Gold premiums in India, the world’s largest user, climbed to a record as jewelers rushed to secure supplies to meet soaring demand during festivals and weddings amid government curbs on imports.
The fees paid by jewelers to banks and other importers climbed to as much as $120 an ounce over the London price this week compared with a discount of $60 a month earlier, said Bachhraj Bamalwa, a director at the All India Gems & Jewellery Trade Federation. Premiums may surge to $150 to $200 if the shortage persists, he said.
The raw material scarcity is worsening as imports slumped after the government linked shipments to re-exports in July and increased tax on overseas purchases for a third time this year to curtail demand. Purchases of gold and silver tumbled to $800 million last month from $4.6 billion a year earlier, the Commerce Ministry said Oct. 9. “There is a shortage in the market and there will be panic in the market with each passing day” if supplies don’t increase, Bamalwa said. “The government is comfortable because import of gold is reduced but it’s a problem for consumers. Gold is in our culture and we can’t change that.”
The Reserve Bank of India on July 22 made it mandatory for importers to set aside 20% for re-export as jewelry, almost halting imports by traders and banks. Inbound shipments may be less than 150 metric tons in the second half because of higher tariffs and restrictions compared with 478 tons during the same period a year earlier, Bamalwa said.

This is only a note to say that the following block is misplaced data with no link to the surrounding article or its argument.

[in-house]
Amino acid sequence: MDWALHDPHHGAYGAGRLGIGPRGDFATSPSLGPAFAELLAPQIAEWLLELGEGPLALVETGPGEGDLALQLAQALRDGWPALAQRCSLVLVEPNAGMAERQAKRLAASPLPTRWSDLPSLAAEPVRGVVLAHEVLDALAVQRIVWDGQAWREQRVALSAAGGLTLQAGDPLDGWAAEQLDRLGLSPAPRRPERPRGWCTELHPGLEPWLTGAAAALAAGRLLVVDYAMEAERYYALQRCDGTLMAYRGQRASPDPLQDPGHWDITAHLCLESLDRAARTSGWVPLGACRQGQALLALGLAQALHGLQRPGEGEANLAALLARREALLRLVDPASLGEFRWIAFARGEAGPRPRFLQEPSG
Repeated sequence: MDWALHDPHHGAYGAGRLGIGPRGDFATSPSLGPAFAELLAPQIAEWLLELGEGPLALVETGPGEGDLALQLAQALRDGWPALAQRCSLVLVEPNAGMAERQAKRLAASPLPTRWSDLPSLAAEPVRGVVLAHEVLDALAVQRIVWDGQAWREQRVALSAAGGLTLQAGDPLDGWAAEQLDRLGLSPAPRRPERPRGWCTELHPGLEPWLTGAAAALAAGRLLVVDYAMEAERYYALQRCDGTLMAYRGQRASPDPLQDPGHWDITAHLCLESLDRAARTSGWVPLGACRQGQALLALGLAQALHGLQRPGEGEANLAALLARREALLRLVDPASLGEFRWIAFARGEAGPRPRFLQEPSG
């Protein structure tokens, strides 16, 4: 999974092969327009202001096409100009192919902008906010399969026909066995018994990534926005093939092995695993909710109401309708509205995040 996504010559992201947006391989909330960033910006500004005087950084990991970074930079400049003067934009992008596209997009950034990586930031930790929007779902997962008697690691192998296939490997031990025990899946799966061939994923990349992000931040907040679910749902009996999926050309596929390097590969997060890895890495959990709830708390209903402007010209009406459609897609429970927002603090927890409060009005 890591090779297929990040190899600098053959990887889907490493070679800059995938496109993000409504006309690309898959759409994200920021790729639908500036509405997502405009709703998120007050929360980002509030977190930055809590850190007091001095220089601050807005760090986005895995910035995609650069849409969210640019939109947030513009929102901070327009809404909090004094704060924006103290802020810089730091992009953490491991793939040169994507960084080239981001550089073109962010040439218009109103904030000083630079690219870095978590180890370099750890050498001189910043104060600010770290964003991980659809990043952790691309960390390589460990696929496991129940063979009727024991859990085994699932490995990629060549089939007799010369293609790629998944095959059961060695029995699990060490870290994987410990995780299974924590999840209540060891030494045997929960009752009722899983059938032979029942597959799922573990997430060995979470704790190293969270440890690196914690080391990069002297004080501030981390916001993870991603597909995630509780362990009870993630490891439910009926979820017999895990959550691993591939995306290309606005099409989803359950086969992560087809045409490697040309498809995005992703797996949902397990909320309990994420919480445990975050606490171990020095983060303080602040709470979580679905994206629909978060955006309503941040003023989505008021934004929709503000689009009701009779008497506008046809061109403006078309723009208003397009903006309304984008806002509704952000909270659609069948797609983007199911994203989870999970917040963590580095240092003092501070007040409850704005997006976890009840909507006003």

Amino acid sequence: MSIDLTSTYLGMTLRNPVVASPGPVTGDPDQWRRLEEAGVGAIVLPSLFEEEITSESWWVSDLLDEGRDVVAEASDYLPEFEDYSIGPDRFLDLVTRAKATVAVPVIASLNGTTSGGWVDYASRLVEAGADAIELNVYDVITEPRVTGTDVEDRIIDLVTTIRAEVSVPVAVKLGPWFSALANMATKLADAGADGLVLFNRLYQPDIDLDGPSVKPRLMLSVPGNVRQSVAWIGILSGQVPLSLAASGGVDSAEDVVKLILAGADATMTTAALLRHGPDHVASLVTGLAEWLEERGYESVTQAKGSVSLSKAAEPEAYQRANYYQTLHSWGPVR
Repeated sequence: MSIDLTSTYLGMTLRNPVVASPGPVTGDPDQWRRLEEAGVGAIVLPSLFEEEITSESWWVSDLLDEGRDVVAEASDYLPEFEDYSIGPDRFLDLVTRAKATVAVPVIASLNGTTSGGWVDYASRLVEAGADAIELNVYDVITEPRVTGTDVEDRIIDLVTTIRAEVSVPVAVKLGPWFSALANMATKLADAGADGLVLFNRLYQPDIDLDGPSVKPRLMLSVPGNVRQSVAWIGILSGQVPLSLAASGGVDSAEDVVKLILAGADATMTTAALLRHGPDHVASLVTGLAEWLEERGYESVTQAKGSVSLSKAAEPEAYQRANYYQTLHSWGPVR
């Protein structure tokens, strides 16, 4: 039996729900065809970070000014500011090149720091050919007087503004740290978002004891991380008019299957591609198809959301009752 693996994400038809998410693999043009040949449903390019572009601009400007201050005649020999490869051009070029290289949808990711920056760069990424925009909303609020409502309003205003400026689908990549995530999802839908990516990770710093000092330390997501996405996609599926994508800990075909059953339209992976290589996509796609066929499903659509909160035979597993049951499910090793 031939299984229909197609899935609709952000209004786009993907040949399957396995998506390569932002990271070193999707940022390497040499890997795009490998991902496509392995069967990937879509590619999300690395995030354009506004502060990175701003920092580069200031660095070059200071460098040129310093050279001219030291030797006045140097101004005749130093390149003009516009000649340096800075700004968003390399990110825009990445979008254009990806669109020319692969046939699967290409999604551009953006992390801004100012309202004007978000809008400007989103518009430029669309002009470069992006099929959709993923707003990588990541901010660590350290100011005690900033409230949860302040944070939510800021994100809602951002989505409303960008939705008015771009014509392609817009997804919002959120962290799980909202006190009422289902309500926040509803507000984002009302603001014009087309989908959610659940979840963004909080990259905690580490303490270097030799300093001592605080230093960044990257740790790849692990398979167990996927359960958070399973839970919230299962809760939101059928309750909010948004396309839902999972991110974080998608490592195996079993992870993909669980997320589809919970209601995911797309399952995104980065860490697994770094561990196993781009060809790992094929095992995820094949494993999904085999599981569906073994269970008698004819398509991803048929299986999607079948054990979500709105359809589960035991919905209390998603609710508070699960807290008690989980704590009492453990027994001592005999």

Premiums are increasing as jewelers prepare to meet traditional household demand for ornaments during the peak wedding season starting next month and festivals, said Vinod Hayagriv, managing director of C. Krishniah Chetty & Sons.
Buying and gifting gold in India is considered auspicious during festivals and weddings. The festivals run from August to November followed by the wedding season through early May.
Gold for immediate delivery in London fell 21% this year to $1,327.78 an ounce today. Futures on the Multi Commodity Exchange of India Ltd. was at 29,916 rupees ($488) per 10 grams, 15% below the record 35,074 rupees on Aug. 28.
Imports probably totaled 5 tons so far this month compared with an estimated demand of about 100 tons, Bamalwa said. “Smuggling is rising as one kilogram of gold bar is equivalent to the size of an i-phone and it gives a profit of 500,000 rupees,” he said.
The government plans to keep imports to 800 tons in the financial year ending March 31 from 845 tons a year earlier, Economic Affairs Secretary Arvind Mayaram said on Oct. 1. Prime Minister Manmohan Singh tightened curbs on imports after increasing demand helped to widen the nation’s current-account deficit to a record and pushed down the rupee.
The rupee tumbled to a record 68.845 against the dollar on Aug. 28 and was at 61.65 today. The deficit widened to $21.8 billion in April through June from $18.1 billion in the previous quarter, the central bank said Sept. 30. The gap was a record $87.8 billion in the year ended March 31. Consumption in India, which ships in almost all the bullion it uses, accounted for 20% of global demand in 2012, according to the World Gold Council.
“We are very much short of authentic gold which is not smuggled,” Hayagriv said. “You don’t know who are you going to be forced to buy from. There is going to be a great shortage.”